The Valdosta Daily Times
Lake Park City Council is in the process of hiring a new police chief. It can only be hoped that whomever is hired provides stability to the Lowndes County town’s rollercoaster developments of the past 15 months.
At the start of 2012, Lake Park swore in a new mayor and councilmembers who immediately terminated the positions of city employees with decades of service. These terminations included the city clerk and the police chief; a police officer was promoted to chief.
To protest the terminations, two council members resigned a few weeks later, which kept the Lake Park City Council from meeting for several weeks due to a lack of quorum. A judge granted the city permission to hold a special election early to elect two new council members so Lake Park could resume business.
By summer, the election held and new council members elected, the mayor attempted to have a council member charged with trespass for coming to city hall. About six months after taking office, the mayor resigned. After trying a few different new city clerks, the city rehired the former long-serving city clerk. Another special election was held in the fall to elect a new mayor who happened to be one of the council members who had resigned earlier in the year.
He took office. The council met in December then couldn’t meet for two months because of a lack of quorum stemming from the absence of two council members.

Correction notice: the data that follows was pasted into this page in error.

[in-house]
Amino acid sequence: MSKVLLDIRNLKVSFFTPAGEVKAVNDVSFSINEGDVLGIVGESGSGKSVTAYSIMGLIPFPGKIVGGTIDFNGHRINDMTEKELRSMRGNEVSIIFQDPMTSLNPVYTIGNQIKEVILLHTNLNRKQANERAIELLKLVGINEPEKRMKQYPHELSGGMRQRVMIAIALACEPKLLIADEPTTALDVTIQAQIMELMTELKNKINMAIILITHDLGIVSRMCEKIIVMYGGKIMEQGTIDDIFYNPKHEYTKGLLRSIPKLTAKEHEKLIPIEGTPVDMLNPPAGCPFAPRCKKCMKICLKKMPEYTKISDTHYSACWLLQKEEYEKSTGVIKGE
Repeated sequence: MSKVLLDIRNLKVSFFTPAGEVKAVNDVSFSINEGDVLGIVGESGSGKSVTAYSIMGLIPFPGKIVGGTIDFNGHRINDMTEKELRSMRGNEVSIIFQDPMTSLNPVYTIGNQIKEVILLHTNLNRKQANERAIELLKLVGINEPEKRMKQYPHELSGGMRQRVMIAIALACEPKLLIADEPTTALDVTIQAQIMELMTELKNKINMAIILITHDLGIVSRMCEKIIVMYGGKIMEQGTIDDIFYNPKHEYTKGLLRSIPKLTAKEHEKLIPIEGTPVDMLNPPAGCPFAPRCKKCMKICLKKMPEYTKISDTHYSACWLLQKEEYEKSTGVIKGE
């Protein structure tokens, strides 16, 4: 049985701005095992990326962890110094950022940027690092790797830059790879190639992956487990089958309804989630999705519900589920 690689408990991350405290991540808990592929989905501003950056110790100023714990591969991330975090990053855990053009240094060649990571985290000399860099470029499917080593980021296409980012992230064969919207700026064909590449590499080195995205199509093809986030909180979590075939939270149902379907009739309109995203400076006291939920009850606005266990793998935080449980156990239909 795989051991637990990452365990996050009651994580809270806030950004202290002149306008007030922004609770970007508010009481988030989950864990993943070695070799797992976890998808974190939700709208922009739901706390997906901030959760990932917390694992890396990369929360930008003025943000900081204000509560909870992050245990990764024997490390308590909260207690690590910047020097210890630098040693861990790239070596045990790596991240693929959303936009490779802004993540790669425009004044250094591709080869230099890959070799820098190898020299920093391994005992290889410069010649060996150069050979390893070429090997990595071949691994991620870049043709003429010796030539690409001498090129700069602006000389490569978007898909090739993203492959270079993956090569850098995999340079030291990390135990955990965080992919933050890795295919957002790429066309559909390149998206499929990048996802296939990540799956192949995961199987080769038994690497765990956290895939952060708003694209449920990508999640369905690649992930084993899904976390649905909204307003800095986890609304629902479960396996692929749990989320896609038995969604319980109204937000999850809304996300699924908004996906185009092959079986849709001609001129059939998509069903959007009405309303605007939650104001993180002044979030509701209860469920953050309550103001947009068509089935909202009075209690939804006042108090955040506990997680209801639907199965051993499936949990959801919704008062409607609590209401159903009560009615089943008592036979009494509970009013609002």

Last week, the Lake Park City Council officially met for the first time in three months. The meeting lasted more than five hours. Council met again this past weekend when it voted in a 3-2 tie-breaker to demote the police chief who had been promoted in January 2012.
Lake Park leadership needs stability. Stability doesn’t mean everyone has to get along, but leaders need to agree on at least a few things: Attend meetings, serve their terms, put city business before petty politics, quit firing and demoting city employees with each election turnover.
Disagree, bicker, have spats, but put an end to the soap-opera drama that has consumed Lake Park City Hall for more than a year.
Citizens deserve better. Lake Park leaders need to commit themselves to working together before the city falls apart.